Darsie Alexander’s office is a mess. The walls are plastered with hundreds of photocopied images, from Warhol’s Sixteen Jackies to Beuys’ Felt Suit to a giant photograph of a boxing match by Andreas Gursky. Punctuating them is an assortment of Post-Its marked with cryptic notes, ideas in formation, and arrows pointing to visual relationships—relationships that will play out in the galleries when the Walker’s new collection exhibitions open on November 21.
Conceiving of and assembling this expansive series of installations—which will fill five galleries—was a priority for Alexander after arriving as the Walker’s new chief curator last winter. Opening dates were already set, so she barely had her e-mail set up before delving into an intensive study of the 11,000-plus artworks, films, and performance documents that make up the Walker’s collection. Getting a feel for its pulse involved the help of her fellow curators, plus a lot of time spent walking around the galleries and exploring art storage. And then there are her office walls. “All of these color copies are a modest way of living with the work and its ideas. They enable me to practice a few visual relationships in miniature form,” says Alexander. “Still, nothing compares to the excitement of bringing the art into the galleries and witnessing how ideas play out in real time, in real space. With such an extraordinary collection of works in all media, I know the collection installation will deliver a plethora of themes, some of which we’ve planned but others I can only guess at. That’s part of the fun.”
Even before she arrived at the Walker, Alexander was in touch with its curators, gaining their perspectives and insights in phone meetings and via e-mail. Visual arts curator Elizabeth Carpenter has played a central role as the exhibitions’ co-curator, given her deep connection to the institution’s holdings. Her knowledge of Walker history, coupled with Alexander’s fresh perspective, make for a strong and complementary duo. “This is my third major reinstallation of the collection since I came to the Walker, and it never ceases to amaze me how remarkably rich it is, and the number of histories and narratives we can draw from it,” says Carpenter. McGuire senior curator for performing arts Philip Bither, film curator Sheryl Mousley, design curator Andrew Blauvelt, and education and community programs director Sarah Schultz have also been vitally important in talking through ways to represent the multidisciplinary nature of the collection in a single show. “They’ve all offered great advice on keeping the gallery spaces dynamic,” Alexander says. “While the exhibition in galleries 1, 2, and 3 will run for nearly three years, we want new experiences to unfold over that time span—fresh discoveries for regular visitors that will reinforce the fact that, as a multidisciplinary arts center, change is ongoing here.”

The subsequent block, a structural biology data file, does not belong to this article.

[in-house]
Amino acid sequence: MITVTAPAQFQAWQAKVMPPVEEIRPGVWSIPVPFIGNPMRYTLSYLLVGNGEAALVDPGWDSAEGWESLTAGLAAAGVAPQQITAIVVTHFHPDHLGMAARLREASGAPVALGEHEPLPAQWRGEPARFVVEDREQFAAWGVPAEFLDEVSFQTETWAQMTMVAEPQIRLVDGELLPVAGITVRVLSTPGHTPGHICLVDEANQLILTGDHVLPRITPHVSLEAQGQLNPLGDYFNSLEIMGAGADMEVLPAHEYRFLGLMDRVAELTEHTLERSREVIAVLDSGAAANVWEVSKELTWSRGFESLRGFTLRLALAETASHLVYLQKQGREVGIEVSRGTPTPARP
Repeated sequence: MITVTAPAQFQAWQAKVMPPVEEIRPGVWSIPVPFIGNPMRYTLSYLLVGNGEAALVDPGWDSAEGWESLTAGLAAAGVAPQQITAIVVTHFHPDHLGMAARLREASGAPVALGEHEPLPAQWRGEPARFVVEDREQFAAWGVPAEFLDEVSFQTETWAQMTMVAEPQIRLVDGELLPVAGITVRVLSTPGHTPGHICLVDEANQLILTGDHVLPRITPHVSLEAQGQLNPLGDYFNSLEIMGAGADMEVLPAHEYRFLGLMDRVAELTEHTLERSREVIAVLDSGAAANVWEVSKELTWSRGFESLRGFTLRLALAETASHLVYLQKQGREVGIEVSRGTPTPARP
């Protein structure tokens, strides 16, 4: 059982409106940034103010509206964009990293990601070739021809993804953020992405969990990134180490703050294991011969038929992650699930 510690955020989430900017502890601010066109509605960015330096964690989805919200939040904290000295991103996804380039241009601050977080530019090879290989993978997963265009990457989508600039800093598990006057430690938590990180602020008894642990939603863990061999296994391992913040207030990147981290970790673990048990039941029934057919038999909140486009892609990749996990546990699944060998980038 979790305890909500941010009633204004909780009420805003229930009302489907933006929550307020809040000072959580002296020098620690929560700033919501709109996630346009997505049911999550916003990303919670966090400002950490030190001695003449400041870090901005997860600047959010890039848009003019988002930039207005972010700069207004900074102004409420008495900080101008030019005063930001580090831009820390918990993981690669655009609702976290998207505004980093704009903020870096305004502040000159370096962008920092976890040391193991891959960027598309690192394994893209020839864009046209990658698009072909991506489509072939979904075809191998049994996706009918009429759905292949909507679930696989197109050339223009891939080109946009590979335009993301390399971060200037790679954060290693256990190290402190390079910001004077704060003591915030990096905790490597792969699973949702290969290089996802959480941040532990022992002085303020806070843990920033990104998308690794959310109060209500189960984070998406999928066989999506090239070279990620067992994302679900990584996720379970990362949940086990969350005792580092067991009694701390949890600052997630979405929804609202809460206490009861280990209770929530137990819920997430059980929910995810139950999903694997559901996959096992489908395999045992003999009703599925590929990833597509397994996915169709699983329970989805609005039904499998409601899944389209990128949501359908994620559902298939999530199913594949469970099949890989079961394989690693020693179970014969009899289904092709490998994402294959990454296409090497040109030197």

The notion of change became essential in working out the key themes of the exhibitions, given the experiential, performative, and temporal nature of the art of the 1960s and ’70s, particular areas of Walker strength and interest. Alexander is also thinking about the arts’ connections to real-life events, such as philosophical, social, and political shifts, global conflict, or the seemingly inconsequential facets of the everyday. Art has always responded to life, she says, but in contemporary practice the lines between the two are especially porous.
Other kinds of change will be quickly apparent to visitors. “There will be a notable contrast to the look of the galleries as they appear now—spare, elegant, and loosely chronological,” Alexander notes. “In November, we’ll be using the collection to create a changeable thematic exhibition, one that will have a range of subplots and visual contrasts.” She anticipates that people will find new rhythms in the galleries, with some feeling very dense and active and others rather quiet, like a deep, cleansing breath.